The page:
“What can we do?” was the question asked by Grade 5 and 6 students at Ormstown Elementary School after they were updated on the growing wildfires burning in Australia. Students listened as the news article described how an appeal had been made for sewers and crafters to create pouches for orphaned and injured wildlife. “We can do that!” one student exclaimed and the rest of the class nodded in agreement.
After researching the type of patterns needed, students set to work cutting out various sizes from a selection of materials provided by the school or brought in from home.
Baby marsupials such as kangaroos, gliders, wallabies, koalas, wombats and bandicoots are referred to as joeys. Sewn pouches are one way to imitate a mother’s pouch and keep these animals warm and secure while they heal. Some animals may require as many as 30 pouches a day as they are changed often. Koalas sometimes need a little extra room for the stuffed teddy bears that keep them company.
The pouches must be made of natural fibres and have French seams or be sewn with overlock machines so the inside seams are secure and do not catch animal claws. Once completed, the pouches will be mailed to a contact outside of Melbourne to be delivered to a rescue centre there. Wildcare Australia in southeast Queensland is also accepting pouches. Karen Scott, the president of that centre, had one last request to students: that they include letters and drawings for the rescue workers, as it “Really brightens up our day!”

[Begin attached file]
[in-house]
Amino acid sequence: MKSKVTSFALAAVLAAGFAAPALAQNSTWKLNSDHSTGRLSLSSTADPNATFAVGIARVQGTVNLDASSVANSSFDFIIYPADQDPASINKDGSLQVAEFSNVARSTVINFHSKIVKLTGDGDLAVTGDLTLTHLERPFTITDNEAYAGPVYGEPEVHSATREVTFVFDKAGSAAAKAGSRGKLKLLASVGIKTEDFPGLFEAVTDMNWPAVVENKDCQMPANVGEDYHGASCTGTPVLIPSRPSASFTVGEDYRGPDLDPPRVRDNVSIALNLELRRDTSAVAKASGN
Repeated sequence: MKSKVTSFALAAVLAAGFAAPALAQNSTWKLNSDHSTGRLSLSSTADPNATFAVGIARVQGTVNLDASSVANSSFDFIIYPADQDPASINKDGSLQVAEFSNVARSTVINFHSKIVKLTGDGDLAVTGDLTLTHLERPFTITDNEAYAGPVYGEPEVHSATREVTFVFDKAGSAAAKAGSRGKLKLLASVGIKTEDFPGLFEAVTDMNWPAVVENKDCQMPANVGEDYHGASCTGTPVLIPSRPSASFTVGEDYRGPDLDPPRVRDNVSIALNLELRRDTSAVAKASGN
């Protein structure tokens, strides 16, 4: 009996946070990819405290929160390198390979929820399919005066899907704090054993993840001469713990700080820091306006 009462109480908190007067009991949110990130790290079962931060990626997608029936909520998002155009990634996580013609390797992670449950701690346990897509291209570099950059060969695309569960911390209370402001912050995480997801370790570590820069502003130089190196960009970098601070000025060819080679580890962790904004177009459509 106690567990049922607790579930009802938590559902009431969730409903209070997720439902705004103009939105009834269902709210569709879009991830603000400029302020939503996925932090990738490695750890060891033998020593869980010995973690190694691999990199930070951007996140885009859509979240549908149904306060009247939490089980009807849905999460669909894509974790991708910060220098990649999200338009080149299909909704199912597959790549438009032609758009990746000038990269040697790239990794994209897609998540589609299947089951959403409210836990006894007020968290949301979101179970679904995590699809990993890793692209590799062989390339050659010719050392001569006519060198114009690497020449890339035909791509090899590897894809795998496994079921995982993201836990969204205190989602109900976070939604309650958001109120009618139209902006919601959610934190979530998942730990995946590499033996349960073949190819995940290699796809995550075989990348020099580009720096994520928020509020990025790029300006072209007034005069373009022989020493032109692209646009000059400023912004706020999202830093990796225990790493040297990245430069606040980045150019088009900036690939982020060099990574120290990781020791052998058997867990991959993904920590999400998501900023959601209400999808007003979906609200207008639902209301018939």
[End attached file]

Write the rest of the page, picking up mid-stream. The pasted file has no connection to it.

Students at Ormstown Elementary’s Learning Centre are also doing their part to help rescued Australian animals. They are raising money to send to WIRES Australia (Wildlife Information Rescue Education Service), the biggest wildlife rescue organization in Australia. In January and February they are holding ice cream sundae sales at school and on Carnival day a dollar donation to the cause will allow students extra time on the bouncy castle.